In terms of timings, the recipe gives guidance for my favourite brand of rice "La Fallera". Other brands and types may well require a slightly different (probably longer) cooking time. For this reason it is important to check the rice, as directed, after an initial cooking time of 12 minutes as it will definitely not be overcooked by then. And remember, Lourdes March insists that "the rice MUST NOT BE WASHED."
Arroz Meloso de Centollo
Ingredients (Serves 2)
For the crab and the "caldo de centollo":
1kg cooked spider crab
2 tbsp virgin olive oil
1 onion, finely chopped
100g green pepper, finely chopped (optional)
2 garlic cloves, chopped
2 tomatoes, one coarsely chopped, the other very finely chopped
2 parsley sprigs
½ tsp paprika
¼ tsp salt, plus extra for seasoning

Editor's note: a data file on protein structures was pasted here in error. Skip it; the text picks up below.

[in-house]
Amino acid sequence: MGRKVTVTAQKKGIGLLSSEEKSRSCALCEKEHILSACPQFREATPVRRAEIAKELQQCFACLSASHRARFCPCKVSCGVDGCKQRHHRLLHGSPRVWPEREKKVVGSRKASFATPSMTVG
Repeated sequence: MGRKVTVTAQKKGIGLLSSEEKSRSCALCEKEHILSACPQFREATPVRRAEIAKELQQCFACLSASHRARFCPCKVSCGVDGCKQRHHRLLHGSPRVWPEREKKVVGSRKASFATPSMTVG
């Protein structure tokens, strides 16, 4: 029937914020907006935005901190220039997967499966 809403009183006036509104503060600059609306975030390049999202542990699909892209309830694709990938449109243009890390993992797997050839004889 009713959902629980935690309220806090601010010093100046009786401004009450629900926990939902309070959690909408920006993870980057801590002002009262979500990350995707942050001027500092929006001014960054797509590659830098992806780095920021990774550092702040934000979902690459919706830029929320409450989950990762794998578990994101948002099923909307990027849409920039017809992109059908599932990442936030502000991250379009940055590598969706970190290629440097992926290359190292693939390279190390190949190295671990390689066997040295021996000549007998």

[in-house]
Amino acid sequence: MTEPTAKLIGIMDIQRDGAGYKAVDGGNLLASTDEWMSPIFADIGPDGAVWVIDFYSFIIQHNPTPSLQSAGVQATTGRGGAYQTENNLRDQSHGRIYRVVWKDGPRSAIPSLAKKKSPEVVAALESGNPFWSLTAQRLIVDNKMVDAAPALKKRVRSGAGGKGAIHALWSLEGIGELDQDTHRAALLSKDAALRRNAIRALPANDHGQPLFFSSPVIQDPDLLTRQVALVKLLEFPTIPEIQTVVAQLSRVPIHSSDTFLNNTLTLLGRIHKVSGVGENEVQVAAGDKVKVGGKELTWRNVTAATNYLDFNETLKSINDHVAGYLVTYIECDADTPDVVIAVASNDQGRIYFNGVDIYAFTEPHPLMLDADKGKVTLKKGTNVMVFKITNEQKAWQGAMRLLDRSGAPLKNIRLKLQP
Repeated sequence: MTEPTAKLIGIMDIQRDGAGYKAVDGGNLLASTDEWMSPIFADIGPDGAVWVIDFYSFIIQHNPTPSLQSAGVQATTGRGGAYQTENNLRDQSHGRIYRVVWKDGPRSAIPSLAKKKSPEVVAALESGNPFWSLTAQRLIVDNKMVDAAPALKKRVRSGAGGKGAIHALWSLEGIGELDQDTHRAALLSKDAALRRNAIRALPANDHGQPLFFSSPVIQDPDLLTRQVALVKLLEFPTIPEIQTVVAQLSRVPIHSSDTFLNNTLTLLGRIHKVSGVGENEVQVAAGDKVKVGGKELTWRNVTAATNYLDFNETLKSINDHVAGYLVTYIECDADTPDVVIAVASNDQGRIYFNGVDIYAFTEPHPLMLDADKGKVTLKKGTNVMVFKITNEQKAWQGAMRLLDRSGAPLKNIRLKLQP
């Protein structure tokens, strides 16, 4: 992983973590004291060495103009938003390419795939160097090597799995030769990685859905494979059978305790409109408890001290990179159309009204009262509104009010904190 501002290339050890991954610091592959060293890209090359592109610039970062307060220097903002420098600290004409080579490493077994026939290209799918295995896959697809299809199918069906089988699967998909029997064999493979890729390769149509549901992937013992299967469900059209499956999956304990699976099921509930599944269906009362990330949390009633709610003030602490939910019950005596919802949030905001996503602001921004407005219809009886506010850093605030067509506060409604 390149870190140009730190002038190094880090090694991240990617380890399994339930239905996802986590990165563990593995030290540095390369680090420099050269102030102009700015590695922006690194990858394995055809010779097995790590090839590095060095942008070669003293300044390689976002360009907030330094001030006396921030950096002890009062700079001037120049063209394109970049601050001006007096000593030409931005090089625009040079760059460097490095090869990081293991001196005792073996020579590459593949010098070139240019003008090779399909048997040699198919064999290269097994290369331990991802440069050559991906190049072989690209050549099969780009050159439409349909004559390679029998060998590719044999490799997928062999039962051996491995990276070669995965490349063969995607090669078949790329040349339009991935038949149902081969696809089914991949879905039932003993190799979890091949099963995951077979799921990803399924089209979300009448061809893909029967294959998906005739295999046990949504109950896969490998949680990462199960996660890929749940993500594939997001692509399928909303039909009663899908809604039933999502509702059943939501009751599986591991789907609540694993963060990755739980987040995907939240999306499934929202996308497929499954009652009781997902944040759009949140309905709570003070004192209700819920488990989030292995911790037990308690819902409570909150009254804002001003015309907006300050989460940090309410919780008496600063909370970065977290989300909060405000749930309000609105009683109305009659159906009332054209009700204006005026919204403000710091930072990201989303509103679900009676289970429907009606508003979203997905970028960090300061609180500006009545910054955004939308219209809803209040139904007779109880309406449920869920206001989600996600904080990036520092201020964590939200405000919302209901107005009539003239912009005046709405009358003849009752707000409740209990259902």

1.5 litres water
For the arroz meloso:
2 tsp virgin olive oil
1 garlic clove, finely chopped
1 tomato, deseeded and very finely chopped
A pinch of paprika
500ml "caldo de centollo" (plus a little extra in case required)
110g paella rice, bomba, calasparra or La Fallera
A pinch of saffron
The white meat from the spider crab
Prepare the crab. Remove the claws and the legs from the body and extract the meat from the claws, the top section of the legs and the small cavities in the body from where the legs were attached. Open the body of the crab, scrape out what white meat is easily available and, into a separate bowl spoon out the brown crab meat. A 1kg crab should give approximately 90g of white meat and an equivalent weight of brown meat. Remove the "dead man's fingers" and chop the softer part of the body into quarters and, if you want to, smash the top shell and all the other shells with a rolling pin or meat hammer.